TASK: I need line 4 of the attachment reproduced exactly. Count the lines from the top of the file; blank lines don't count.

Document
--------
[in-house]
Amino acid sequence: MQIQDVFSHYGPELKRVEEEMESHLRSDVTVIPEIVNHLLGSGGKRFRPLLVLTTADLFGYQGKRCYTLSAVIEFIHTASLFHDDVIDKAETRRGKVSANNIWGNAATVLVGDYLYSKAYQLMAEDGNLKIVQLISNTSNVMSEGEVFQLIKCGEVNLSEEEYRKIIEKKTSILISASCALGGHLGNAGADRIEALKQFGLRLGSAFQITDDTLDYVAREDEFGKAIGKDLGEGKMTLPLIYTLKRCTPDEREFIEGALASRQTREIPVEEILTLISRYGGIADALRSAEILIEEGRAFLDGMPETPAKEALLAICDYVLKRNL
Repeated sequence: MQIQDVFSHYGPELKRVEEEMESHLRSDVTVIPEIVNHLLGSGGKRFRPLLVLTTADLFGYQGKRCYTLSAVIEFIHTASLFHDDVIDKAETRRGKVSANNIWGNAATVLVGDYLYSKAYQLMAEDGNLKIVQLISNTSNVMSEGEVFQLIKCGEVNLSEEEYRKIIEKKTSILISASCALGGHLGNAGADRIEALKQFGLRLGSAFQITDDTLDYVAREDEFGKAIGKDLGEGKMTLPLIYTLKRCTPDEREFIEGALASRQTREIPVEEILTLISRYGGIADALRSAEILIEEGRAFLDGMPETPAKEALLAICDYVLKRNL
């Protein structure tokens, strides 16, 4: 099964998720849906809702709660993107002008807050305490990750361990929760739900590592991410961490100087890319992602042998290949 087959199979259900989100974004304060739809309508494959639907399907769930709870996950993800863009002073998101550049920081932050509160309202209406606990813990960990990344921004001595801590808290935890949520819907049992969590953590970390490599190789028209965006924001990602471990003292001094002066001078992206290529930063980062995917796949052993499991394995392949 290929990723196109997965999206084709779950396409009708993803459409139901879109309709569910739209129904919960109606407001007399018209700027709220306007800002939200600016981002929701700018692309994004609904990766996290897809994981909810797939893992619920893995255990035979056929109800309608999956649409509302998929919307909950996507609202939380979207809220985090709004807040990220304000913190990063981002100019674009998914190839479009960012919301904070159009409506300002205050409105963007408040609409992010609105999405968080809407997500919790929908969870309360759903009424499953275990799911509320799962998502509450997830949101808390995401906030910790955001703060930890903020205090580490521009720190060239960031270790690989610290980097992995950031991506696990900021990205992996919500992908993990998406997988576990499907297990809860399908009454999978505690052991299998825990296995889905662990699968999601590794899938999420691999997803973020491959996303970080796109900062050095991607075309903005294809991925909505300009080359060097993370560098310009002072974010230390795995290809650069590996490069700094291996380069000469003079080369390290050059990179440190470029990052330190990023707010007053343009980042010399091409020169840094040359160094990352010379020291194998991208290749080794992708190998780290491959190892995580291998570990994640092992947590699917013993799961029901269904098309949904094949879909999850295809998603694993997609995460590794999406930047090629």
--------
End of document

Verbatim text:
């Protein structure tokens, strides 16, 4: 099964998720849906809702709660993107002008807050305490990750361990929760739900590592991410961490100087890319992602042998290949 087959199979259900989100974004304060739809309508494959639907399907769930709870996950993800863009002073998101550049920081932050509160309202209406606990813990960990990344921004001595801590808290935890949520819907049992969590953590970390490599190789028209965006924001990602471990003292001094002066001078992206290529930063980062995917796949052993499991394995392949 290929990723196109997965999206084709779950396409009708993803459409139901879109309709569910739209129904919960109606407001007399018209700027709220306007800002939200600016981002929701700018692309994004609904990766996290897809994981909810797939893992619920893995255990035979056929109800309608999956649409509302998929919307909950996507609202939380979207809220985090709004807040990220304000913190990063981002100019674009998914190839479009960012919301904070159009409506300002205050409105963007408040609409992010609105999405968080809407997500919790929908969870309360759903009424499953275990799911509320799962998502509450997830949101808390995401906030910790955001703060930890903020205090580490521009720190060239960031270790690989610290980097992995950031991506696990900021990205992996919500992908993990998406997988576990499907297990809860399908009454999978505690052991299998825990296995889905662990699968999601590794899938999420691999997803973020491959996303970080796109900062050095991607075309903005294809991925909505300009080359060097993370560098310009002072974010230390795995290809650069590996490069700094291996380069000469003079080369390290050059990179440190470029990052330190990023707010007053343009980042010399091409020169840094040359160094990352010379020291194998991208290749080794992708190998780290491959190892995580291998570990994640092992947590699917013993799961029901269904098309949904094949879909999850295809998603694993997609995460590794999406930047090629």